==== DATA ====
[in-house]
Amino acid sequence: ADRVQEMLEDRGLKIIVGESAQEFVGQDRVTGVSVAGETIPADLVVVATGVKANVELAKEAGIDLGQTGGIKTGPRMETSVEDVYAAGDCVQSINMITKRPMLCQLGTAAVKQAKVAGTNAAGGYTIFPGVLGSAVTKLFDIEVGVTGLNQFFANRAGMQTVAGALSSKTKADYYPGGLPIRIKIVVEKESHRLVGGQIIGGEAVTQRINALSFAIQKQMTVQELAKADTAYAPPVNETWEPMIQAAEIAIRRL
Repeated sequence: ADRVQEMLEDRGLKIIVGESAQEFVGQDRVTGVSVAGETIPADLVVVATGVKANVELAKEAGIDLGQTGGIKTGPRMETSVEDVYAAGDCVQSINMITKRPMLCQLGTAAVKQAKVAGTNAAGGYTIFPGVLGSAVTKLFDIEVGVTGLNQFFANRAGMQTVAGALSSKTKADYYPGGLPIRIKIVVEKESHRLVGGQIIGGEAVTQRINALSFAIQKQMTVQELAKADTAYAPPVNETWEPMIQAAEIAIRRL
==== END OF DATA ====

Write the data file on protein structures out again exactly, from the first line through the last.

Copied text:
[in-house]
Amino acid sequence: ADRVQEMLEDRGLKIIVGESAQEFVGQDRVTGVSVAGETIPADLVVVATGVKANVELAKEAGIDLGQTGGIKTGPRMETSVEDVYAAGDCVQSINMITKRPMLCQLGTAAVKQAKVAGTNAAGGYTIFPGVLGSAVTKLFDIEVGVTGLNQFFANRAGMQTVAGALSSKTKADYYPGGLPIRIKIVVEKESHRLVGGQIIGGEAVTQRINALSFAIQKQMTVQELAKADTAYAPPVNETWEPMIQAAEIAIRRL
Repeated sequence: ADRVQEMLEDRGLKIIVGESAQEFVGQDRVTGVSVAGETIPADLVVVATGVKANVELAKEAGIDLGQTGGIKTGPRMETSVEDVYAAGDCVQSINMITKRPMLCQLGTAAVKQAKVAGTNAAGGYTIFPGVLGSAVTKLFDIEVGVTGLNQFFANRAGMQTVAGALSSKTKADYYPGGLPIRIKIVVEKESHRLVGGQIIGGEAVTQRINALSFAIQKQMTVQELAKADTAYAPPVNETWEPMIQAAEIAIRRL